SENSORY PROTEINS TASTE
The sense of taste involves the reaction of chemicals with nerve cells which send messages to the brain to create the perception of flavor.
- Glossopharyngeal Nerve
- Trigeminal Nerve
- Facial Nerve
- Circumvallate Papillae
- Fungiform Papillae
- Hypoglossal Nerve
- Foliate Papillae
- Filiform Papillae
- Gustatory Pore
PROCESS OF TASTING
Structures that contain taste buds and sensory cells on the tongue
Mushroom-shaped papillae located at the front
Leaf-shaped papillae located on the side of the tongue.
Papillae organized in a chevron at the back of the tongue
Long, thin, V-shaped papillae located on the surface dorm papillae do not contain taste buds.
Small opening on the surface of the tongue through and ions from food enter to reach the receptor cells inside
Carries messages from the anterior 2/3 of the tongue.
Carries messages from the posterior tongue.
Carries messages from the throat and palate
Role: Detection of carbohydrate sources of calories.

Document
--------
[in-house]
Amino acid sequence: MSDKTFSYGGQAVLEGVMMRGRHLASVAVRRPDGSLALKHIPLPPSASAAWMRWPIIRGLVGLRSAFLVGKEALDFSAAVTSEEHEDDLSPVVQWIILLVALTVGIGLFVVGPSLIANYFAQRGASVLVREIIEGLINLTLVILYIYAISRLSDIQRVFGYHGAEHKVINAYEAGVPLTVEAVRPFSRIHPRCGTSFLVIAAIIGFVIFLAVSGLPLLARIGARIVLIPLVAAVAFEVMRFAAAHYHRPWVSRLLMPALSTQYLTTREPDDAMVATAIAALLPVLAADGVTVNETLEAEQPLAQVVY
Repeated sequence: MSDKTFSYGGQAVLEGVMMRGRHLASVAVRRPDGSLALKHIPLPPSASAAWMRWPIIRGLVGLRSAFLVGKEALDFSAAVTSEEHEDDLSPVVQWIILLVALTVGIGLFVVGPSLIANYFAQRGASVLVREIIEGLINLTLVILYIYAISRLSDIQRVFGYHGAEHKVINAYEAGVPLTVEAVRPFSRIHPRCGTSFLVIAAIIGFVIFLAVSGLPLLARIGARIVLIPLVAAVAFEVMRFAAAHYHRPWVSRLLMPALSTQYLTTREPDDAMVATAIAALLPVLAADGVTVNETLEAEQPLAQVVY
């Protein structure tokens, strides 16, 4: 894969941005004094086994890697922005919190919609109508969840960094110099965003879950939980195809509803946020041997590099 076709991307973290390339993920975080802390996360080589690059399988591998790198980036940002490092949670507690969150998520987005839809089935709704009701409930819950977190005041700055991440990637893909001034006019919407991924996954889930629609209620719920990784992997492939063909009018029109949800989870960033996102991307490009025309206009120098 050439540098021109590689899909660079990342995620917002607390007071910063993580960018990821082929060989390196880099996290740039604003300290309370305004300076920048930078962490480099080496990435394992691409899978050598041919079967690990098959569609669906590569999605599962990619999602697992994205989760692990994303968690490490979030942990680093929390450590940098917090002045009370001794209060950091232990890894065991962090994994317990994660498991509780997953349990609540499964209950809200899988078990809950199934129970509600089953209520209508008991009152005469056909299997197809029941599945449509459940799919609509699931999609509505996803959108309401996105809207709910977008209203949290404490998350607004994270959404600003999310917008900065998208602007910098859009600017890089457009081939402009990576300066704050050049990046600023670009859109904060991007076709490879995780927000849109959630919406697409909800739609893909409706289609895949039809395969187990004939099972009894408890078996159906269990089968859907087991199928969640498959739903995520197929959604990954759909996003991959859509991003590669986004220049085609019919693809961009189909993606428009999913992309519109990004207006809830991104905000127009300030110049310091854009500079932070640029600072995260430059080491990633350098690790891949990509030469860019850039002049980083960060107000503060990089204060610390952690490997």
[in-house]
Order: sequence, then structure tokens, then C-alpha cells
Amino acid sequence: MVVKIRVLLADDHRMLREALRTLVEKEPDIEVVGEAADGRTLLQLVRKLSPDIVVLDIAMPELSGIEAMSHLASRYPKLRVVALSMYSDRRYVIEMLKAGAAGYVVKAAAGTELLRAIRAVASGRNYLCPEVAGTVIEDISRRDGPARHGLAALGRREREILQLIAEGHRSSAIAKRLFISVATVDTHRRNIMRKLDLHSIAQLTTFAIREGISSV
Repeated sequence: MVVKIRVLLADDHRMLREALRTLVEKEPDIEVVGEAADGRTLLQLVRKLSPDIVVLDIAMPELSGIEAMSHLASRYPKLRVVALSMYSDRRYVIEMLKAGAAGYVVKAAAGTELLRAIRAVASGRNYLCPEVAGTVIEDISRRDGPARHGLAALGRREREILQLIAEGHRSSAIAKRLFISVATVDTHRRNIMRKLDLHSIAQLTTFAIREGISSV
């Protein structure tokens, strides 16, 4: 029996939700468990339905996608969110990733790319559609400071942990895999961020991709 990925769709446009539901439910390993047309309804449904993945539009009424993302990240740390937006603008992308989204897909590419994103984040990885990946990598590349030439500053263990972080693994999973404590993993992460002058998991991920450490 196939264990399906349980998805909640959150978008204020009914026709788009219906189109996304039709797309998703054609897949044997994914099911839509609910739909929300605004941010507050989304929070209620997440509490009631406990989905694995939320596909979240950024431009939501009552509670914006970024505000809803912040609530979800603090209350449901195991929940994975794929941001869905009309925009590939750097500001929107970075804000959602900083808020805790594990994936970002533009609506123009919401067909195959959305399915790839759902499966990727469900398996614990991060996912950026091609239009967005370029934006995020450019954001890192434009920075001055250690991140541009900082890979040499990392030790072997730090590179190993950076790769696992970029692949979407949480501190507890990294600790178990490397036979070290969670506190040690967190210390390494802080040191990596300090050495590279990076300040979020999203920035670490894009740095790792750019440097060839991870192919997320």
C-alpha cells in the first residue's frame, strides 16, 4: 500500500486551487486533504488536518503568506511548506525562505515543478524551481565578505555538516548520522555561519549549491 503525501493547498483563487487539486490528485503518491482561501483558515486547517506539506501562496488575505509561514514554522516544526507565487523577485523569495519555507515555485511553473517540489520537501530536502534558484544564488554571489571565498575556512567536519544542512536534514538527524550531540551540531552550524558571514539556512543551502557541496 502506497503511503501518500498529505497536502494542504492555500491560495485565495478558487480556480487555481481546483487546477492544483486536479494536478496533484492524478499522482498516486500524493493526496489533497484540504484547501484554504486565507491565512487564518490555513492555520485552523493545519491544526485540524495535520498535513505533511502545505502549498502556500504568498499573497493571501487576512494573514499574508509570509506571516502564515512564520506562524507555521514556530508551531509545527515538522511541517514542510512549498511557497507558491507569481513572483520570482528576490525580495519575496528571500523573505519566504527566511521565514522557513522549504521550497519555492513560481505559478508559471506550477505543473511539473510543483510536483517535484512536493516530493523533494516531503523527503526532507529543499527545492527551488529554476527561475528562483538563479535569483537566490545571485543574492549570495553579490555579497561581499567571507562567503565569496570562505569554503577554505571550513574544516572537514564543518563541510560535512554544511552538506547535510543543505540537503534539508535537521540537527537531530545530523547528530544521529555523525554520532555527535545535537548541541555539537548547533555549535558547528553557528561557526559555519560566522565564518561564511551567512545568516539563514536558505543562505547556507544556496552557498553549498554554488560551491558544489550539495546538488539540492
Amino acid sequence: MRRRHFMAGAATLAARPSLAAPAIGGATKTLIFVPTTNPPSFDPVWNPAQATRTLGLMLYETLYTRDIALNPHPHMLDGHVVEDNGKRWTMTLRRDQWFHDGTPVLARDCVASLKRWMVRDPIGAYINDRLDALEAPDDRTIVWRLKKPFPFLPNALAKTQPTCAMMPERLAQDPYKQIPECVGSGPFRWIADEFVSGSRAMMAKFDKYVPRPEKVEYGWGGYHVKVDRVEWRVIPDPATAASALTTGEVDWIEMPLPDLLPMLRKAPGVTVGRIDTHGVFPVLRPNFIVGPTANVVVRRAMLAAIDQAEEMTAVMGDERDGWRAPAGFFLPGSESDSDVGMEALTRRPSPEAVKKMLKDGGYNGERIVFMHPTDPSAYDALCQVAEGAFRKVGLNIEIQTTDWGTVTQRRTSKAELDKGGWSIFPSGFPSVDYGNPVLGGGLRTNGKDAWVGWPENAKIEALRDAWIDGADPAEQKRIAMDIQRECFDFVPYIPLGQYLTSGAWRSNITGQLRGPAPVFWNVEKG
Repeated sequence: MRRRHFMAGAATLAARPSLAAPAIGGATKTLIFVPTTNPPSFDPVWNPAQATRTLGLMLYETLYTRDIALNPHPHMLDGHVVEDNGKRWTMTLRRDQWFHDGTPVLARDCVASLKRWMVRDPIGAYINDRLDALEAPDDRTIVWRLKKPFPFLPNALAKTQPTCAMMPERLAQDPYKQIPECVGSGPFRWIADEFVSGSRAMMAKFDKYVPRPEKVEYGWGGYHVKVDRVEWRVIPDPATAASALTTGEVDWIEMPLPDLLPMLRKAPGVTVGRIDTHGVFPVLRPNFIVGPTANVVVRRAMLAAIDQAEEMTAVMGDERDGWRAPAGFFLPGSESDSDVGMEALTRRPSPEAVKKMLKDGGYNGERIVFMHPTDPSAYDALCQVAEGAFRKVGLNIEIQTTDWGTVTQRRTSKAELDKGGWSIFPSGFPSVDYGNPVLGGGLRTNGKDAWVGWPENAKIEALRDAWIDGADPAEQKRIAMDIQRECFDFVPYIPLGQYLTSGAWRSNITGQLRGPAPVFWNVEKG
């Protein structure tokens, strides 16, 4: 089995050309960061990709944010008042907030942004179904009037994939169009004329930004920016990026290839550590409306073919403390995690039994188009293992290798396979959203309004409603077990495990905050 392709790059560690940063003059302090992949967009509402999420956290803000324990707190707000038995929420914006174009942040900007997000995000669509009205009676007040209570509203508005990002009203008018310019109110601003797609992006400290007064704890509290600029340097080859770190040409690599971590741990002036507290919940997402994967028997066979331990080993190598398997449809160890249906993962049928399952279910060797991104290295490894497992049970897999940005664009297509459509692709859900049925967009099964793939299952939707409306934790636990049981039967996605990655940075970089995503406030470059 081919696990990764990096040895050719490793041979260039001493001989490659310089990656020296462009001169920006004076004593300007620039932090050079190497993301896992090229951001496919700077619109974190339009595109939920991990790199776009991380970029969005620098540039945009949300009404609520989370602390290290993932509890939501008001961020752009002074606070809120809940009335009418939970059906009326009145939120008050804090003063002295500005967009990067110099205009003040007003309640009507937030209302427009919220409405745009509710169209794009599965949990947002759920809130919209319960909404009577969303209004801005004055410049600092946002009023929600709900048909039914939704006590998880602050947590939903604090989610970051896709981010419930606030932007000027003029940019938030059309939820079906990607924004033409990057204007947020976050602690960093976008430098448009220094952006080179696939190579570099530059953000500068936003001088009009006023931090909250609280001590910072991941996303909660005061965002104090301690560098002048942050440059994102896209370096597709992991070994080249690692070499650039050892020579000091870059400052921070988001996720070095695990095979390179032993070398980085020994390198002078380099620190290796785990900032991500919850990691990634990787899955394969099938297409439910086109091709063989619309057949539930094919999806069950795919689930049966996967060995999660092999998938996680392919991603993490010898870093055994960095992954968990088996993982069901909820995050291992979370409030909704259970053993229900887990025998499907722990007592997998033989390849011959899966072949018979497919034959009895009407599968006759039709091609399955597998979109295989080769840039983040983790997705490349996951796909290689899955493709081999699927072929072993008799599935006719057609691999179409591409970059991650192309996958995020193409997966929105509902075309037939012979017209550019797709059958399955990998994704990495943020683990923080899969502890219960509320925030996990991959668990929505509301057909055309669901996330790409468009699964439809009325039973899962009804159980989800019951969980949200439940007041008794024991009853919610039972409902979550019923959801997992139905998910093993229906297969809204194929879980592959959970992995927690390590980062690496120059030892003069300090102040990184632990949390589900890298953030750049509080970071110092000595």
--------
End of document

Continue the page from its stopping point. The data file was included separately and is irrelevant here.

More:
Proteins: TAS1 R2/TAS1 R3 heterodimer receptor recognizes diverse natural and synthetic sweeteners (1,2,5).
Detection of potentially harmful compounds.
Proteins: TAS2R1 functions as a bitter taste receptor. PROP controls the detection of the bitter compound 6-n-propy1-2-thiouracil (3, 4).
Detection of ripeness of fruit & potentially spoiled food.
Proteins: HCN1 and HCN4 are potassium channels that serve as sour taste receptors (5,6)
Role: Detection of protein content in food.
Protein; The TAS1R1/TAS1R3 heterodimer receptor recognizes stimuli from umami tastes, such as monosodium glutamate (5, 7).
Role: Detection of minerals, and is essential for fluid and electrolyte homeostasis.
Proteins: Salty tastes are mediated by taste receptor cells expressing the epithelial sodium channel, ENaC. (5,8).
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